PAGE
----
Feb 2007: Funding Research




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Video title: Feb 2007: Funding Research
Released on: February 01, 2007. © PharmaVentures Ltd
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In This Episode:
    The means by which medicines are discovered are just as important to understand as the particular discovery process for any one drug.
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The means by which medicines are discovered are just as important to understand as the particular discovery process for any one drug. It is argued here that future breakthroughs in medicine will only occur if governments back basic pure research, and that governments should both provide direct funding and encourage other bodies to fund this research. Furthermore, when it comes to funding the riskier drug discovery and development, an environment is needed in which those who take the risk receive the reward – through tax breaks for those, such as venture capitalists, who are prepared to take the risk, and through a sympathetic drug pricing regime that fairly rewards those that succeed in passing the necessary regulatory standards for a safe but effective medicine.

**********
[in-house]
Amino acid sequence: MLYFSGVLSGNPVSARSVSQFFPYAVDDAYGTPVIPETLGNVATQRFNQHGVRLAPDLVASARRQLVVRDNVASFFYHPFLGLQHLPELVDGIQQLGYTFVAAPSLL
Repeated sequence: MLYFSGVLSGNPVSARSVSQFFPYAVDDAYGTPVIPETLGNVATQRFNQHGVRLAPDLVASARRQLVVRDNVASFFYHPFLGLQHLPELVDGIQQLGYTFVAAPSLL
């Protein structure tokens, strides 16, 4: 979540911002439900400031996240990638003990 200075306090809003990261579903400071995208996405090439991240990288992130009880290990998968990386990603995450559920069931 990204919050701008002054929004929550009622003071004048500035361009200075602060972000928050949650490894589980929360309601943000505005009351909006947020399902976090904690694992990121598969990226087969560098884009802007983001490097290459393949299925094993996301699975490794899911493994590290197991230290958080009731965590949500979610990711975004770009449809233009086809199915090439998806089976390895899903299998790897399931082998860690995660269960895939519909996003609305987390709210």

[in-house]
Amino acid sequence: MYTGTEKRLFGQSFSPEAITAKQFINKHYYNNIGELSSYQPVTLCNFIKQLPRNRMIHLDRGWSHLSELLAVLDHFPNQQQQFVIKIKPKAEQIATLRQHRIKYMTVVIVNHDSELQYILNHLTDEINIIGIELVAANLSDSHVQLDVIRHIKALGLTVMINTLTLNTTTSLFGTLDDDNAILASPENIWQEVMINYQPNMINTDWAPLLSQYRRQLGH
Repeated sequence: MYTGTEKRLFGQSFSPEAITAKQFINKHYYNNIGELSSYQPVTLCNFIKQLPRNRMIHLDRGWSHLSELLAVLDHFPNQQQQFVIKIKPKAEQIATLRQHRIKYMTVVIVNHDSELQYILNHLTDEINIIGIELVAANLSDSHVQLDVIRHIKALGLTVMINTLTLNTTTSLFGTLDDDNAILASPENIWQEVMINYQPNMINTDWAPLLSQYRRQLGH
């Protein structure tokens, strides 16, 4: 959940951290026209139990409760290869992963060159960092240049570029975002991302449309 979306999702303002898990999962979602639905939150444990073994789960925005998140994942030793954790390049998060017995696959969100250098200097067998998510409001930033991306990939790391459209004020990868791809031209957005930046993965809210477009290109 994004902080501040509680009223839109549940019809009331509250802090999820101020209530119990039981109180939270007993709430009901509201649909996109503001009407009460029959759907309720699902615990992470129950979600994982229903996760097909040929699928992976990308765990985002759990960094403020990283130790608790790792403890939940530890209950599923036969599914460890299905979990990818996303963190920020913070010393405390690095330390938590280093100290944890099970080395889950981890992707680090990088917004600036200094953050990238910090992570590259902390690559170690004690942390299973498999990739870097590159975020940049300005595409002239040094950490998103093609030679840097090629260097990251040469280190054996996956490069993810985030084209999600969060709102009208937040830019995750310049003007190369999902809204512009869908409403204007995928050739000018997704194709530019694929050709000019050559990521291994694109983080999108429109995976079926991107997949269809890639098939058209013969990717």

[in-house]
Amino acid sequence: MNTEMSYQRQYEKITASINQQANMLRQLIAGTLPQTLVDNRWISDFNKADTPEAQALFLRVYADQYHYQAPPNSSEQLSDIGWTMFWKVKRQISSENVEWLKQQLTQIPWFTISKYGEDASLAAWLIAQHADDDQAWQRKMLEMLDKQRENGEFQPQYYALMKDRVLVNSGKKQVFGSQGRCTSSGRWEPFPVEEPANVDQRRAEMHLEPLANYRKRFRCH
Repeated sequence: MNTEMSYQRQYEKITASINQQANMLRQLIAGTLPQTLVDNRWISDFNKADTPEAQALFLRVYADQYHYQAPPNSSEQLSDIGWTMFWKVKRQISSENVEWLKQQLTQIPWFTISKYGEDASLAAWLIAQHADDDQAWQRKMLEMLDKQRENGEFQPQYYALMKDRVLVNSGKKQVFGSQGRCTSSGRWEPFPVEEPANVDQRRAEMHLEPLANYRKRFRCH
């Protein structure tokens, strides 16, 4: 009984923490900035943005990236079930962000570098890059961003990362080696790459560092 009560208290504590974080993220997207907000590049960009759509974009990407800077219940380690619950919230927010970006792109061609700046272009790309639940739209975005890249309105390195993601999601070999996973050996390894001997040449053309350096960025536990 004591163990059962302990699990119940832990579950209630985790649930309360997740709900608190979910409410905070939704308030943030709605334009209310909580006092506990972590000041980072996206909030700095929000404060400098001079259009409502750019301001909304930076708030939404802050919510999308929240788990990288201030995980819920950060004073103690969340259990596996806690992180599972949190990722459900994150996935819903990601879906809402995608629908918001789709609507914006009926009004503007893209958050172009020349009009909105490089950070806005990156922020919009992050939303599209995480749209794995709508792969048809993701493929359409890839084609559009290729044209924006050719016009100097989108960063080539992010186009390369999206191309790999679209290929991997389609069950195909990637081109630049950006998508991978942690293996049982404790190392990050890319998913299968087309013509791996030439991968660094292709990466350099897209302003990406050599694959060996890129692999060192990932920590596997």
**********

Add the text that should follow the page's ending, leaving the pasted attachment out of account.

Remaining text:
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The discovery of medicines that overcome the devastation of disease is one of man’s greatest quests. The means by which we discover these medicines is just as important to understand as the particular discovery process for any one drug. Every year billions of dollars are invested in discovering and developing drugs. The discovery process itself usually comes from our understanding of life’s molecular processes, although there are, as well, plenty of medicines that are discovered without any understanding of their mechanism of action. Our understanding of the fundamental processes and mechanisms in our bodies that form the basis of our health and illness should have no boundaries – and pure academic research is necessary for this understanding to grow. As a society how do we successfully fund this fundamental research? For many, there is an expectation that governments will fund the basic research while companies should invest their money in the riskier drug discovery research and development. However, one of the problems we face in the pharmaceutical sector is that sometimes government funding bodies want fundamental research to be more focused on direct pharmaceutical applications, so that society can directly benefit from the research. Although we can empathise with this way of thinking, we are in danger of diverting important funds away from pure research. This is the battleground of academic or university research funding. "Future breakthroughs in medicine will only occur if governments back basic pure research. … I argue that governments should both provide direct funding and encourage other bodies to fund this research … and when it comes to funding the riskier drug discovery and development, then we need an environment where those who take the risk receive the reward …" Future breakthroughs in medicine will only occur if governments back basic pure research. This is essential for several reasons. Academic environments should be places where research should have no bounds. This is really important if we want to continue our quest for understanding life and the universe. Furthermore, it is also important if academia wants to attract the brightest of undergraduates. Thus, I would argue that governments should both provide direct funding and encourage other bodies to fund basic and fundamental research. When it comes to funding the riskier drug discovery and development, then we need an environment where those who take the risk receive the reward. This means that the funding of early-stage research in companies should be incentivised through tax breaks for those prepared to take the risk, such as venture capitalists, and through a sympathetic drug pricing regime that fairly rewards those that succeed in passing the necessary regulatory standards for a safe but effective medicine. In the end, the rewards for society will be immense, and there will be a significant positive economic impact on society. -Fintan Walton, Chief Executive Officer, PharmaVentures Ltd.
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